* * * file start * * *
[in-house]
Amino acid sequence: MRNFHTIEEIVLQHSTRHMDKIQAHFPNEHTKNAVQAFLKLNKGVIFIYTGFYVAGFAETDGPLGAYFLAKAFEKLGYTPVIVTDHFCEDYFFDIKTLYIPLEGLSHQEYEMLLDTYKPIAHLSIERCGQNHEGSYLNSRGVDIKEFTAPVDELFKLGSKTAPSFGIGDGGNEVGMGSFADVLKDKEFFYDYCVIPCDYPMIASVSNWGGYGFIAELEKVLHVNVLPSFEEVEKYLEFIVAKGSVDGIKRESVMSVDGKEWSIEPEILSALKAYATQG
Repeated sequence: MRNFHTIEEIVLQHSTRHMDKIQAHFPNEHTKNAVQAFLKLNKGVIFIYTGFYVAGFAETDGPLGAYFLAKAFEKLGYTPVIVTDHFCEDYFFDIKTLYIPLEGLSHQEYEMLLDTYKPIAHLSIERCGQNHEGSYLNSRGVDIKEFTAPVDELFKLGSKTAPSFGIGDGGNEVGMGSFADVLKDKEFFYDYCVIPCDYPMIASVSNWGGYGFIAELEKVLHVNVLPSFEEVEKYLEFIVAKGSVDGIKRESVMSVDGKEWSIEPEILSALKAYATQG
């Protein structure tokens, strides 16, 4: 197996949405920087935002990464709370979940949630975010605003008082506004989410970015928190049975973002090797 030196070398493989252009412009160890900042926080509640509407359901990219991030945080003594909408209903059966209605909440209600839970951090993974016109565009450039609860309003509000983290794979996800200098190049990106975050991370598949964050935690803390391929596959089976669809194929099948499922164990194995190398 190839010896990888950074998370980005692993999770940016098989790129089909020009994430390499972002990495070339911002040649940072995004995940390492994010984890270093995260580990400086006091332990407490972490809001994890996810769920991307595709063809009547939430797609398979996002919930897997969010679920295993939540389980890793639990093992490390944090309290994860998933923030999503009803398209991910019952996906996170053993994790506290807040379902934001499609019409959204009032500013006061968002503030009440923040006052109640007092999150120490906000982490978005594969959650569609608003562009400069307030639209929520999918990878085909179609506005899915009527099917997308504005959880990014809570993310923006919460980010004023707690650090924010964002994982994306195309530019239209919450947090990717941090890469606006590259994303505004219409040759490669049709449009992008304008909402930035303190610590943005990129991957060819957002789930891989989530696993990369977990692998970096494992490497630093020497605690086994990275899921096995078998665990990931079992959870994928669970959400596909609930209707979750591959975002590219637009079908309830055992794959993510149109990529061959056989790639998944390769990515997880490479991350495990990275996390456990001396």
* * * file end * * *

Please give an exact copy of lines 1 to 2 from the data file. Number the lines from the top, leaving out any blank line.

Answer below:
[in-house]
Amino acid sequence: MRNFHTIEEIVLQHSTRHMDKIQAHFPNEHTKNAVQAFLKLNKGVIFIYTGFYVAGFAETDGPLGAYFLAKAFEKLGYTPVIVTDHFCEDYFFDIKTLYIPLEGLSHQEYEMLLDTYKPIAHLSIERCGQNHEGSYLNSRGVDIKEFTAPVDELFKLGSKTAPSFGIGDGGNEVGMGSFADVLKDKEFFYDYCVIPCDYPMIASVSNWGGYGFIAELEKVLHVNVLPSFEEVEKYLEFIVAKGSVDGIKRESVMSVDGKEWSIEPEILSALKAYATQG